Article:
Last week the National Association of Mutual Insurance Companies announced plans to charter a thrift so its members can make loans to policyholders.
The Indianapolis-based group-whose 1,200 members account for a third of all property/casualty insurance premiums in the United States-figures the people who buy personal, agricultural, and small-business insurance will take out personal, farm, and small commercial loans as well.
The trade group follows five companies, including industry giant State Farm, to the Office of Thrift Supervision, where thrift charter applications are decided.
American Banker asked several people to react to the insurance industry's interest in entering the banking business.
Alice M. Dittman, chairman, Cornhusker Bank, Lincoln, Neb.
This is one more part of our business on the chopping block. We don't like it. They are chartering a unitary thrift that has more powers than a bank, and it gives them entry into the area of commerce. That is something that banks under the current rules cannot compete with.
David J. Pratt, senior vice president of federal affairs, American Insurance Association
We have been telling our members for more than a year that it would be a good idea to apply for a thrift charter. It is prudent to at least look at that option. This is a way for insurance companies to remain competitive as banks move into the insurance business.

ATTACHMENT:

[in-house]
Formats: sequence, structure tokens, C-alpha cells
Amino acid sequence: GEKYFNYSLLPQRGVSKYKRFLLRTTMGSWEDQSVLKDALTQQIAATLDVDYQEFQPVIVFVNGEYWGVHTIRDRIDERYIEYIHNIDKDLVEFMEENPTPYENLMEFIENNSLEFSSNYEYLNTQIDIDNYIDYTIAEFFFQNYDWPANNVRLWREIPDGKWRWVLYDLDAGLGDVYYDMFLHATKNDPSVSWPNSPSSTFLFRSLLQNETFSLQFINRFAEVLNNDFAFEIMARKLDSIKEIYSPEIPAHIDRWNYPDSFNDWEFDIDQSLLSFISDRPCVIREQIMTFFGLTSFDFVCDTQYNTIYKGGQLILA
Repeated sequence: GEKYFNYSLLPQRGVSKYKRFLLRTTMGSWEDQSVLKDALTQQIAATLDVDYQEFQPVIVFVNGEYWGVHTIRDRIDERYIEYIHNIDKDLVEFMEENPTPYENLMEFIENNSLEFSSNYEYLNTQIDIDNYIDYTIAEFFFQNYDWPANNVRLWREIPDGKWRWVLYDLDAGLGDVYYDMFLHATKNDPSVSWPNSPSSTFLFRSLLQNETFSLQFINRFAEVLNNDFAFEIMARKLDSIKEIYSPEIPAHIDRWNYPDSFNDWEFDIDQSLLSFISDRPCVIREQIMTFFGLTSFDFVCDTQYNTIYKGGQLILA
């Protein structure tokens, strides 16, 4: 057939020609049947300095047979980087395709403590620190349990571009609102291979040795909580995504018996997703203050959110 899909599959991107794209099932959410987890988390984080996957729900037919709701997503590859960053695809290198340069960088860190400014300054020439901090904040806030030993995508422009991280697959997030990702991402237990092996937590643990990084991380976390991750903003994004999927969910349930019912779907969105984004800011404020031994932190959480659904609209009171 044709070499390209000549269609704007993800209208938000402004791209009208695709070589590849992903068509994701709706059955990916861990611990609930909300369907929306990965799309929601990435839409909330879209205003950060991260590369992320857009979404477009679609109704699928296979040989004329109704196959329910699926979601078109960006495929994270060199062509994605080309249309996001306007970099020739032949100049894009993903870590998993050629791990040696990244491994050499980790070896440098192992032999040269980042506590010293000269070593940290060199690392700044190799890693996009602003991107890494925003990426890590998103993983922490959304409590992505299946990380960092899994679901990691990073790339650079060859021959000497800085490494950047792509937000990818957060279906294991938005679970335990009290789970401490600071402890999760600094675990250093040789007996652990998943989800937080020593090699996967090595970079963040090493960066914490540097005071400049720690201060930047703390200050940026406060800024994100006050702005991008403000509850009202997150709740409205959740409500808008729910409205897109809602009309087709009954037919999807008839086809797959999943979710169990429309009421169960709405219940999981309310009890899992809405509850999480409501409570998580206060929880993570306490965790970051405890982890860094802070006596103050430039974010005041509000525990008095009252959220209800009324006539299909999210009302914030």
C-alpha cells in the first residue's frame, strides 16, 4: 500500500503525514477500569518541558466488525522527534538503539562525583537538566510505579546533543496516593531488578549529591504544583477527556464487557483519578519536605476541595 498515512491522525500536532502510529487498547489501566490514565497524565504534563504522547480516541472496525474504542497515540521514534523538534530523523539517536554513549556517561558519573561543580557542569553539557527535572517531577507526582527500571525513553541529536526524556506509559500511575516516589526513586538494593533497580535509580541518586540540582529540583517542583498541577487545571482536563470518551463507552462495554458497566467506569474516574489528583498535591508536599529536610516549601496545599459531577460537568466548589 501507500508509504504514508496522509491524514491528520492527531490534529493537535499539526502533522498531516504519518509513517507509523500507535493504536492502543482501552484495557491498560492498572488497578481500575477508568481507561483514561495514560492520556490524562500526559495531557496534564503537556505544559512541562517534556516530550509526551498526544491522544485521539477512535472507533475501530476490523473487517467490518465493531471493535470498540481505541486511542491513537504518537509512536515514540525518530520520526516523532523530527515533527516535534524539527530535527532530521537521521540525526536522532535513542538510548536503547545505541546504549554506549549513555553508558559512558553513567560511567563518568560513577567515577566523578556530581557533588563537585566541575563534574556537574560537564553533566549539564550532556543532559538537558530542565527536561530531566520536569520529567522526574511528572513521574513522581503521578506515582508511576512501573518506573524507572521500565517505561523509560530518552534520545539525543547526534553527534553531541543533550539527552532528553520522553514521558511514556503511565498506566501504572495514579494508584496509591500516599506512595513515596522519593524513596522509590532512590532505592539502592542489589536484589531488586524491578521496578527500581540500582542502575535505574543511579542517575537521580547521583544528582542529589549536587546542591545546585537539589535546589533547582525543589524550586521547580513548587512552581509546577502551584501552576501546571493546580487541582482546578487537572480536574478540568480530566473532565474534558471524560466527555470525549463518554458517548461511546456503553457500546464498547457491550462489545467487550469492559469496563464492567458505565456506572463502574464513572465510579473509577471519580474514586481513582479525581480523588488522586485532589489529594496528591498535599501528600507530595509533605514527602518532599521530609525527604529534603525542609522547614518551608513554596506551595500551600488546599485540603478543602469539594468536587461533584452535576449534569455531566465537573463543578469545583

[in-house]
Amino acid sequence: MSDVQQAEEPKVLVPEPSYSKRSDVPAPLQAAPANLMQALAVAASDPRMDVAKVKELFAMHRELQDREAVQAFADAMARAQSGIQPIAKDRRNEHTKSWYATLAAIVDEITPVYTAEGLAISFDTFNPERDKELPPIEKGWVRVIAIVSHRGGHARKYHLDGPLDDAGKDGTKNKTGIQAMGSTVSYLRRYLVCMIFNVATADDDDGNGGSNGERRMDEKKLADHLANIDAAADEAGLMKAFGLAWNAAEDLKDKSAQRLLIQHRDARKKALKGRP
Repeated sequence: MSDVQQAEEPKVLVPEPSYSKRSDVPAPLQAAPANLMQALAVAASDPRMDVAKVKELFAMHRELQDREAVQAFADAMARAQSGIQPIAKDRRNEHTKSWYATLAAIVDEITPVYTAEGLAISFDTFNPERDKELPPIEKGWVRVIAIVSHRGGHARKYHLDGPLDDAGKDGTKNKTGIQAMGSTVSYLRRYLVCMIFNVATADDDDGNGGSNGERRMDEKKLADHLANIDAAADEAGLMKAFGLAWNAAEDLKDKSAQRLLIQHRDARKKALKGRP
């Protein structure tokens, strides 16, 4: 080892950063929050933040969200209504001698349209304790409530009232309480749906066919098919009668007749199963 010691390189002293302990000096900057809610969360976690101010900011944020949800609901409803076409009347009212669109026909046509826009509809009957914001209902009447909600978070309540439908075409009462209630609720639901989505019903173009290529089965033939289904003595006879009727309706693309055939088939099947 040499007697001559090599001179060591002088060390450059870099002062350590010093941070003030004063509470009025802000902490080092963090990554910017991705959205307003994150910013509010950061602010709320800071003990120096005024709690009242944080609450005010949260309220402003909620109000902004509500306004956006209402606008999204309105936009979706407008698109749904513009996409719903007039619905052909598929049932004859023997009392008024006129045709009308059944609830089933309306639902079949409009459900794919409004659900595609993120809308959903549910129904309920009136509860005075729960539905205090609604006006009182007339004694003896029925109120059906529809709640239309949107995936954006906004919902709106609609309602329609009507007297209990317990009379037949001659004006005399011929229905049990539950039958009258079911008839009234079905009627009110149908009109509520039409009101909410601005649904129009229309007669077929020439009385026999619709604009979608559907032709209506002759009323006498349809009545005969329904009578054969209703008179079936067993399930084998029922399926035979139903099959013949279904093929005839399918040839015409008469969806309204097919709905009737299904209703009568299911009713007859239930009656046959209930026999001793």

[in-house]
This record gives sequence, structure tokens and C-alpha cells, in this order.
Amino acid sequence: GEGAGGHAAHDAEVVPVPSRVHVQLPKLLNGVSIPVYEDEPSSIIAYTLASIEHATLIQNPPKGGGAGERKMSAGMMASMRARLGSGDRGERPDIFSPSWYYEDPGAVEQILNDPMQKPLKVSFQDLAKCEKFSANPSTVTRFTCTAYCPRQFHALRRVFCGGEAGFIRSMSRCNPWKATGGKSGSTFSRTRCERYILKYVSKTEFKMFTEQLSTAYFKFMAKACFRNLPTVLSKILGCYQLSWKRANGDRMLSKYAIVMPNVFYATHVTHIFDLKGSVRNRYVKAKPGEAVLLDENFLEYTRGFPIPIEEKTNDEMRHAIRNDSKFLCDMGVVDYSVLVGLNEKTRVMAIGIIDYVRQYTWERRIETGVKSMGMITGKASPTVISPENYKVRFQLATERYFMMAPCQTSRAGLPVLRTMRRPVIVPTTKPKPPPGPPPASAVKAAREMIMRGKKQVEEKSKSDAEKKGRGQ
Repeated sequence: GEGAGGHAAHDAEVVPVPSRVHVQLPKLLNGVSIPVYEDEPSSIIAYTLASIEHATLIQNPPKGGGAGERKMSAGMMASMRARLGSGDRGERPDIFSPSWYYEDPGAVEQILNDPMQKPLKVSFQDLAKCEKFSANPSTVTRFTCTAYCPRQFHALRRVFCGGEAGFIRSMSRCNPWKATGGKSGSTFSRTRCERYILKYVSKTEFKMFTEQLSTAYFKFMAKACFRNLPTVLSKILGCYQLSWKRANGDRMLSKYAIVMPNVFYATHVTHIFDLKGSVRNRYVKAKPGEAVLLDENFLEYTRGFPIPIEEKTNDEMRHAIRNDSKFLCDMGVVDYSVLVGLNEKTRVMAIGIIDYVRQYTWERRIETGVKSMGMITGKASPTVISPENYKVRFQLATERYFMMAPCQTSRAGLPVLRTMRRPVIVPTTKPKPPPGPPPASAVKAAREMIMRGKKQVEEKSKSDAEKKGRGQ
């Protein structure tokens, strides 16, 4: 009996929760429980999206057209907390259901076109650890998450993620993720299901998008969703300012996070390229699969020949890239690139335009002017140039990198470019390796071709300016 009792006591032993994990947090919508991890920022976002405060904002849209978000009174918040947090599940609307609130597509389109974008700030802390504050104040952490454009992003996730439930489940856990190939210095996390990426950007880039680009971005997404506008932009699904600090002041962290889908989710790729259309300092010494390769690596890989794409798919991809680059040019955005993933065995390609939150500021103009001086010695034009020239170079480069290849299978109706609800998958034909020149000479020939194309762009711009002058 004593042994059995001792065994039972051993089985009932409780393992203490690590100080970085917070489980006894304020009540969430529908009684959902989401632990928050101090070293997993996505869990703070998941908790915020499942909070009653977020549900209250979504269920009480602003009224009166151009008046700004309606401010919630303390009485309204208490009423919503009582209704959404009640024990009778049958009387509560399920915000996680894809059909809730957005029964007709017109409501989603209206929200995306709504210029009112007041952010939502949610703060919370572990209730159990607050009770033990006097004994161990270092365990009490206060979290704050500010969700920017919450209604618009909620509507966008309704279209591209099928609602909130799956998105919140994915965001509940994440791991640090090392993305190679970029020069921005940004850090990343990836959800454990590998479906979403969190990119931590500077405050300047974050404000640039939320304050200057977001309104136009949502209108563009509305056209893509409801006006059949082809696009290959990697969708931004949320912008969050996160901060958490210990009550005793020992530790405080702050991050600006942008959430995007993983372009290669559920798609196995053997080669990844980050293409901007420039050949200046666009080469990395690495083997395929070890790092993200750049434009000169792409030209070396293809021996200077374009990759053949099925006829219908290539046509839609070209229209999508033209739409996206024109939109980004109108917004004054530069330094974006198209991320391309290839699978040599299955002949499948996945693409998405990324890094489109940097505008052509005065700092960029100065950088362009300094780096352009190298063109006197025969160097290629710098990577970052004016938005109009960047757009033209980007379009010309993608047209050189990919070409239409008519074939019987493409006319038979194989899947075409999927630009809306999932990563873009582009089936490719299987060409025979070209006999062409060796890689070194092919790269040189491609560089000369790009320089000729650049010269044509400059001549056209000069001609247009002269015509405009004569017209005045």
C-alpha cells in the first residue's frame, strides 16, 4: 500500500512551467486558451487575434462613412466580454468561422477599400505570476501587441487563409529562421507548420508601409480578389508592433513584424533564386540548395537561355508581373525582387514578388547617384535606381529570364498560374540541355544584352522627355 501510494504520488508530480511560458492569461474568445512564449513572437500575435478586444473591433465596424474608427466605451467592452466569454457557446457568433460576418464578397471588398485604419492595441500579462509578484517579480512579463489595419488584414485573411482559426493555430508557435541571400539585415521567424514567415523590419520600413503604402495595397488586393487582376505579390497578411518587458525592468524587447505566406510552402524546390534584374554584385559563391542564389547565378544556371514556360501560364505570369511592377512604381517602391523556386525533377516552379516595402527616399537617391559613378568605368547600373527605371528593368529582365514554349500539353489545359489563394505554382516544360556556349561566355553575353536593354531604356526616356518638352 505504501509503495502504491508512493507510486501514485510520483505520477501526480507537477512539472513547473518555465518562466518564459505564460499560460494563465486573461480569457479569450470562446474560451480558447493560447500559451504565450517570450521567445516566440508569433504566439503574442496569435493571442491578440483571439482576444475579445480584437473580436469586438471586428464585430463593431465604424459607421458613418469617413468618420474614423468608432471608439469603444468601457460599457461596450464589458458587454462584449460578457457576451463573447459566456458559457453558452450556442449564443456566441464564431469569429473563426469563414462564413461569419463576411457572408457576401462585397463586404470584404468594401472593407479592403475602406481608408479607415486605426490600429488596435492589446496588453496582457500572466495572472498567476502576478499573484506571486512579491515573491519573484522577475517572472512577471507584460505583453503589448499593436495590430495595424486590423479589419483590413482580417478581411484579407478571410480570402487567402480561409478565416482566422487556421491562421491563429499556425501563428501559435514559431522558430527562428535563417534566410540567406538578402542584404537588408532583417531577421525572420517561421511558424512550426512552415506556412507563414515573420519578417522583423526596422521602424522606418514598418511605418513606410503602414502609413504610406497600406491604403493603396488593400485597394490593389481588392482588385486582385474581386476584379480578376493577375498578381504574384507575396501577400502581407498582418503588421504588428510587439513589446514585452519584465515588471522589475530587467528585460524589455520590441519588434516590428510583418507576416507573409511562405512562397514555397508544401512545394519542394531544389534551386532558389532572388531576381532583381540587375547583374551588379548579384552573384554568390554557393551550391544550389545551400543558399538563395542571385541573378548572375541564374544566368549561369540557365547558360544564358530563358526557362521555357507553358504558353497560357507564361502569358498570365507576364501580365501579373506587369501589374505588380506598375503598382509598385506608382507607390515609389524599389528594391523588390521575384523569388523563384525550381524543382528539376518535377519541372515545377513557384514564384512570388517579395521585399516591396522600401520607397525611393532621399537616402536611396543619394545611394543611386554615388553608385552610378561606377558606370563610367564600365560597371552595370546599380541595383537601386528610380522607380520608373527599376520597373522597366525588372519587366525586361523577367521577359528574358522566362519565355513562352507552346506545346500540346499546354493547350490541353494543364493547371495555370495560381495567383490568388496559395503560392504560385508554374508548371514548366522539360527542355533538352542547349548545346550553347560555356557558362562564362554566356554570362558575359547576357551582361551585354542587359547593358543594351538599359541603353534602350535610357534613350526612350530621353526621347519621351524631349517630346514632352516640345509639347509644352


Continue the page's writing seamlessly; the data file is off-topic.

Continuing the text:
A federal thrift charter offers an insurance company a uniform set of rules and a good distribution option. There's an increased recognition that this would be a way for insurance companies to enter the consolidated marketplace.
Kenneth Kehrer, insurance and banking consultant, Princeton, N.J.
Banking is much more profitable than the business of insurance. The rates of return on capital are 20% to 25%, and teens or single digits in the insurance industry. They (insurers) have the opportunity to get to these customers first in many cases. Banking seems particularly attractive to property/casualty insurers, probably because of the cross-selling opportunities from insuring things like autos and homes to lending on autos and homes.
Valerie Jordan, insurance and banking consultant, Belchertown, Mass.
It's a great opportunity for someone who is a one-man band to provide customers with farm, home, and equipment loans and then turning around and sell insurance for them. There are no pitfalls because they (insurers) have been lending money to ventures where they've been investing in land development deals. Insurance companies used to be the shopping mall kings.
Kenneth Abt, president, First Federal Savings of Middletown, N.Y.
There is starting to be a recognition that the thrift charter isn't the worst thing in the world. This ... really shows that HR 10 is going in the wrong direction. (HR 10, the financial services reform bill moving through Congress, would eliminate the federal thrift charter.)